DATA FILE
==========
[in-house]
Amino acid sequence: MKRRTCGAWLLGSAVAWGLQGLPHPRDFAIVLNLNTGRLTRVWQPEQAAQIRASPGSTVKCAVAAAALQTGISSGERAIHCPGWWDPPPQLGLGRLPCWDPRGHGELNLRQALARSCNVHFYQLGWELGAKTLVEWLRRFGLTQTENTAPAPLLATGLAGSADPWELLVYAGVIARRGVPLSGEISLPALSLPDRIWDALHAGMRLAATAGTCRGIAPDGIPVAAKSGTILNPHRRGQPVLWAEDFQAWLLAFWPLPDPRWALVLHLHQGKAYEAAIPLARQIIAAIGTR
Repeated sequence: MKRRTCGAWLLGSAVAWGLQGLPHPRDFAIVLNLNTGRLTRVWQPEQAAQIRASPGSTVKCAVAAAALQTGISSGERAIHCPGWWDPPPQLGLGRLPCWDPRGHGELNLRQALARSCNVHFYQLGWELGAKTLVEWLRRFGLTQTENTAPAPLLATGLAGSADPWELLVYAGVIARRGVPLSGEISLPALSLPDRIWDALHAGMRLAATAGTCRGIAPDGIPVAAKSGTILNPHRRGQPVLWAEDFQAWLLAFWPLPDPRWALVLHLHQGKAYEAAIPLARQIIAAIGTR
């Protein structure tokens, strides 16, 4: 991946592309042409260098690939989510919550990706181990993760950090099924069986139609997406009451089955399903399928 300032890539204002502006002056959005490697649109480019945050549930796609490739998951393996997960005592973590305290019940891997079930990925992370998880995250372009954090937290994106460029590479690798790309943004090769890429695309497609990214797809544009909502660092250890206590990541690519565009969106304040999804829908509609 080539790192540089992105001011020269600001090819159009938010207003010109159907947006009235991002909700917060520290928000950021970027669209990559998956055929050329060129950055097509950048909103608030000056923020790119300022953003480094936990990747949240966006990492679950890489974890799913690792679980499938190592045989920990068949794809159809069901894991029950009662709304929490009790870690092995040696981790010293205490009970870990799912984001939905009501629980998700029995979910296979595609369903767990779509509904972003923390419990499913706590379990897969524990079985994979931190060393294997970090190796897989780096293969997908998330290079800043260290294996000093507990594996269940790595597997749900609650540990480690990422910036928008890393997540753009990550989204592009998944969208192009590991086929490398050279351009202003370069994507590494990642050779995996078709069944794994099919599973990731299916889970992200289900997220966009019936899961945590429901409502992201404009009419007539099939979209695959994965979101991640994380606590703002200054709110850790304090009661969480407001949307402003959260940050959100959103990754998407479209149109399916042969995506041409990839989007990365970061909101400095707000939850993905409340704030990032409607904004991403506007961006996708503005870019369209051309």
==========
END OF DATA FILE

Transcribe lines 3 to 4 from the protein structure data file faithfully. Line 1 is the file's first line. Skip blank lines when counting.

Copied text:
Repeated sequence: MKRRTCGAWLLGSAVAWGLQGLPHPRDFAIVLNLNTGRLTRVWQPEQAAQIRASPGSTVKCAVAAAALQTGISSGERAIHCPGWWDPPPQLGLGRLPCWDPRGHGELNLRQALARSCNVHFYQLGWELGAKTLVEWLRRFGLTQTENTAPAPLLATGLAGSADPWELLVYAGVIARRGVPLSGEISLPALSLPDRIWDALHAGMRLAATAGTCRGIAPDGIPVAAKSGTILNPHRRGQPVLWAEDFQAWLLAFWPLPDPRWALVLHLHQGKAYEAAIPLARQIIAAIGTR
């Protein structure tokens, strides 16, 4: 991946592309042409260098690939989510919550990706181990993760950090099924069986139609997406009451089955399903399928 300032890539204002502006002056959005490697649109480019945050549930796609490739998951393996997960005592973590305290019940891997079930990925992370998880995250372009954090937290994106460029590479690798790309943004090769890429695309497609990214797809544009909502660092250890206590990541690519565009969106304040999804829908509609 080539790192540089992105001011020269600001090819159009938010207003010109159907947006009235991002909700917060520290928000950021970027669209990559998956055929050329060129950055097509950048909103608030000056923020790119300022953003480094936990990747949240966006990492679950890489974890799913690792679980499938190592045989920990068949794809159809069901894991029950009662709304929490009790870690092995040696981790010293205490009970870990799912984001939905009501629980998700029995979910296979595609369903767990779509509904972003923390419990499913706590379990897969524990079985994979931190060393294997970090190796897989780096293969997908998330290079800043260290294996000093507990594996269940790595597997749900609650540990480690990422910036928008890393997540753009990550989204592009998944969208192009590991086929490398050279351009202003370069994507590494990642050779995996078709069944794994099919599973990731299916889970992200289900997220966009019936899961945590429901409502992201404009009419007539099939979209695959994965979101991640994380606590703002200054709110850790304090009661969480407001949307402003959260940050959100959103990754998407479209149109399916042969995506041409990839989007990365970061909101400095707000939850993905409340704030990032409607904004991403506007961006996708503005870019369209051309």